of great weight if they were solid. In such case, the bend
the same edge of said plate.
7..A _thermal flattening plate for-rolled metal sheet
comprising a plate consisting of cast V'Meehanite metal,
relatively thin upper and lower Walls having predeter
viously of a very high order. By providing transversely 75 mined substantial lengths and predetermined lesser
'ing stresses developed during handling operations are ob- Y
Widths, a network of laterally extending webbing con
necting said Walls and forming a series of laterally eX
tending passageways through said plate, said walls and
webbing being formed integrally, the surfaces of said
walls being ñat to the extent that they de not vary more
than .O05 inch in 13 feet, a high tolerance finish on the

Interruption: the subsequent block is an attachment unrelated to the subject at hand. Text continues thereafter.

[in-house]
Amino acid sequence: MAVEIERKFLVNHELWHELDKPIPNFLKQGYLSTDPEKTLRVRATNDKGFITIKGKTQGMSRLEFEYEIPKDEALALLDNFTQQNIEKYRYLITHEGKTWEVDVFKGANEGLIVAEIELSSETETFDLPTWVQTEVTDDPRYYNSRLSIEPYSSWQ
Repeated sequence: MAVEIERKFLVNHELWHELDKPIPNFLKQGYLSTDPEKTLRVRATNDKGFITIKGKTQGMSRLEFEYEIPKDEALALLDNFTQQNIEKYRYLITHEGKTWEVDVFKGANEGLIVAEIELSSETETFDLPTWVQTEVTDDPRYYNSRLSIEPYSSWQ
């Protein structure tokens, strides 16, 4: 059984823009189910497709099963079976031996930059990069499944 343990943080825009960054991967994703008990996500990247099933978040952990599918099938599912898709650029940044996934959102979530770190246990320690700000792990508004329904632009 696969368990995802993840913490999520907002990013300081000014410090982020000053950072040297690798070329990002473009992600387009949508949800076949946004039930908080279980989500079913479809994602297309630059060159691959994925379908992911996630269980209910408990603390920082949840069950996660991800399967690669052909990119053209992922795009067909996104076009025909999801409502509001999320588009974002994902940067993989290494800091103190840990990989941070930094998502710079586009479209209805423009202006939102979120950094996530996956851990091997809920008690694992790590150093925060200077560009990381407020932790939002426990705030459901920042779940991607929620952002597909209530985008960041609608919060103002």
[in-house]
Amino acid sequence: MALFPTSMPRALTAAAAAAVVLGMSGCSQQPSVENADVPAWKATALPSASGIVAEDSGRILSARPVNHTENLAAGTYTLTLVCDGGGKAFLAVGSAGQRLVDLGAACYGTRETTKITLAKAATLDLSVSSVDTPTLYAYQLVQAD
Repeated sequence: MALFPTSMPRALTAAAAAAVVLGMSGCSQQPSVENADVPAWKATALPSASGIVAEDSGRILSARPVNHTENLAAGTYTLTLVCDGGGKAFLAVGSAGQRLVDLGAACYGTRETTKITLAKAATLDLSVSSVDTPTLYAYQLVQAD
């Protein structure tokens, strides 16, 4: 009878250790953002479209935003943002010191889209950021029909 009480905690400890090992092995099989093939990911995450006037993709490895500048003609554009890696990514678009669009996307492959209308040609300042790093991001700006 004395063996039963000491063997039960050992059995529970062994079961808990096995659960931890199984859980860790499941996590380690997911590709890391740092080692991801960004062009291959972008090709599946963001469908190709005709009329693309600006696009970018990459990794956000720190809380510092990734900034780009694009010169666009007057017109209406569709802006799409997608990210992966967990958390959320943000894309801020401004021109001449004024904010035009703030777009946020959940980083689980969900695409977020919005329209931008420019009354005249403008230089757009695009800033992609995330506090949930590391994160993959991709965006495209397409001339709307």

outer surfaces of said walls and a plurality of lifting lugs
extending along the longitudinal edges of said plate and
formed integrally with said webbing.
8. The thermal flattening plate of claim 7 further
characterized in that said high tolerance ñnish is in the
neighborhood of a number 125 mie-ro-ñnish.
9. The thermal flattening plate of claim 7 further
characterized in that said plurality of lifting lugs include
a pair of lugs on each of said longitudinal edges, said lugs
being formed integrally with said webbing, said lugs
being positioned to equalize stress throughout the length
of said plate when it is lifted.
References Cited in the tile of this patent
Budke - _______________ __ Dec. 4, 1900
Schnetzer et al. _ ______ __ Sept. 25, 1934
Great Britain _____ __'..__ Apr. 20, 1939